Congress has nibbled around the edges of boxing since 1960. The late Sen. Estes Kefauver (D-TN) held a series of antitrust hearings on the issue. The legendary 1982 bout between Ray “Boom Boom” Mancini and Duk Koo Kim sparked additional Congressional interest after Kim died from brain injuries after the match. Then-Reps. Jim Florio (D-NJ), Pat Williams (D-MT) and Bill Richardson (D-NM) introduced a bill to create a federal boxing agency.
President Bill Clinton singed the Professional Boxing Safety Act into law in 1996. It increased oversight of the industry and bolstered assistance for state boxing commissions.
Muhammad Ali testified before the Senate Commerce Committee in 1999 in favor of a McCain bill to reform the boxing contract system.
When it comes to sports, safety seems to pique the interest of lawmakers the most.
NFL Commissioner Roger Goodell told a House panel in 2009 that the league was “changing the culture of our game for the better.” But that was before former superstars Junior Seau and Dave Duerson committed suicide earlier this year.
Their deaths coupled with news that the New Orleans Saints placed bounties on the heads of opposing players. Senate Majority Whip Dick Durbin (D-IL) threatened to convene a hearing on the issue until Goodell crafted a series of reforms to eliminate bounties. Bounties were banned in the players handbook. Plus, the league set up an anonymous hotline where players could call to report bounties.
Goodell chatted with Durbin at the Capitol in May, pledging to take serious steps.
“Bounties are not a part of football. The integrity of the game and the safety of players is paramount,” Goodell said.
Around the same time as the Goodell-Durbin conclave, Congress met the call to the post in horseracing. I’ll Have Another won the first two legs of the Triple Crown. He then lost his shot at becoming the first Triple Crown winner in 34 years when he withdrew from the Belmont Stakes due to tendonitis.
Questions swirled around I’ll Have Another’s trainer Doug O’Neill. O’Neill attracted scrutiny for 14 steroid violations in 14 states during his career. The New York Times indicated that O’Neill’s horses were twice as likely to become injured as other thoroughbreds.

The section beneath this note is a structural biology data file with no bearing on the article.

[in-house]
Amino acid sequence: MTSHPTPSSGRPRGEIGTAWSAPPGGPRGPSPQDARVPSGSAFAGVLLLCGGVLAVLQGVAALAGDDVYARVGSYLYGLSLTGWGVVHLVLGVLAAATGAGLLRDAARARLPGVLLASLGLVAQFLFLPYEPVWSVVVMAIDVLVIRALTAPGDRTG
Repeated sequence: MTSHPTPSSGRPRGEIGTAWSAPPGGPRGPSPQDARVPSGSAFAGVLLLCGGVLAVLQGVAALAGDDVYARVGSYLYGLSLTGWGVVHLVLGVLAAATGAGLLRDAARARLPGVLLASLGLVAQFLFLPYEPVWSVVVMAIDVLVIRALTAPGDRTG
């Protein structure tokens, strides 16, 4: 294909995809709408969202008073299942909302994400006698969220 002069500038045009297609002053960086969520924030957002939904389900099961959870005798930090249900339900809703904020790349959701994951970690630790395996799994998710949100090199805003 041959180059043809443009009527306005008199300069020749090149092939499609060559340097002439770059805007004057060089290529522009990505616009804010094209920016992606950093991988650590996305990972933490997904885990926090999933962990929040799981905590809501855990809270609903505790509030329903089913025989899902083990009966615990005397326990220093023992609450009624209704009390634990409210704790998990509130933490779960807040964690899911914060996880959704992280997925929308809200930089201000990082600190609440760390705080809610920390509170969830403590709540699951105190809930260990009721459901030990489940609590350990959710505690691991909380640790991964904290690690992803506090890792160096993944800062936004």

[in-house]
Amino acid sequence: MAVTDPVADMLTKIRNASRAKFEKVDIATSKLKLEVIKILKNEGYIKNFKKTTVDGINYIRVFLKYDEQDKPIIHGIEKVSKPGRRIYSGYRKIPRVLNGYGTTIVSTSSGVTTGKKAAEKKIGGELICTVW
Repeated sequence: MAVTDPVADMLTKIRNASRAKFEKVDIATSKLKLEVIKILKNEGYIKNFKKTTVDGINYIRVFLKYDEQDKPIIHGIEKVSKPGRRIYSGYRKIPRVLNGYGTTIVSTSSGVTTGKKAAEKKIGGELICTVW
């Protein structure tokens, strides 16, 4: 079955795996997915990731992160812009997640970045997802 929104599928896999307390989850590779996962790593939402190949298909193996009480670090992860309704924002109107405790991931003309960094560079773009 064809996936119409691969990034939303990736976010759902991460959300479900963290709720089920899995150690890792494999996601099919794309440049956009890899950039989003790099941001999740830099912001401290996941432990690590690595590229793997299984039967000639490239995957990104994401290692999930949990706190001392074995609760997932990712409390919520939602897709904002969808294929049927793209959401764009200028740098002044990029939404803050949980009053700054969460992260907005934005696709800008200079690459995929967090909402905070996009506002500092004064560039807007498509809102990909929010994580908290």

Rep. Ed Whitfield (R-KY) considered revamping a bill to increase penalties for doping in horse racing. Whitfield originally introduced a package in 2011 alongside Sen. Tom Udall (D-NM) to authorize race-day medication standards and sanctions for repeat offenders.
In July, Senate Commerce Committee Chairman Jay Rockefeller (D-WV) convened a hearing that studied performance enhancing drugs in horseracing.
Horseracing dominates the spring sports calendar. And late August means many sports fan turn their attention to college football. Some fans are ecstatic that schools are trashing the Bowl Championship Series (BCS) in 2014 in favor of a limited playoff system.
“Call it the BS System,” admonished Rep. Joe Barton (R-TX) at a 2009 House hearing on the BCS, later characterizing the BCS as “communism.”
The criticism was that “elite” conferences like the Big Ten, ACC, Big East, Big 12, Pac-12 and SEC were guaranteed slots if they finished high in the BCS rankings. The BCS defended the system, saying schools playing in those conferences were traditional football powers.
“Using that logic, Delaware, which is the first state in the nation, should have 50 votes in the House,” reasoned Barton.
Calls for a playoff intensified after Florida defeated Oklahoma in 2009 for the national title. Both schools lost but once all year. Meantime, Southern California wasn’t in contention despite having lost only once. And Utah was shut out despite being undefeated. As a result, Sen. Orrin Hatch (R-UT) asked the Justice Department to investigate the BCS.
The Summer Olympics just wrapped up in London. So there’s chatter that Congress should waive taxes assessed on medals earned by America’s Olympians.
And expect this debate to pre-occupy Congress – until another crisis threatens to paralyze the sports world.
Which will inevitably invite yet another round of Congressional scrutiny.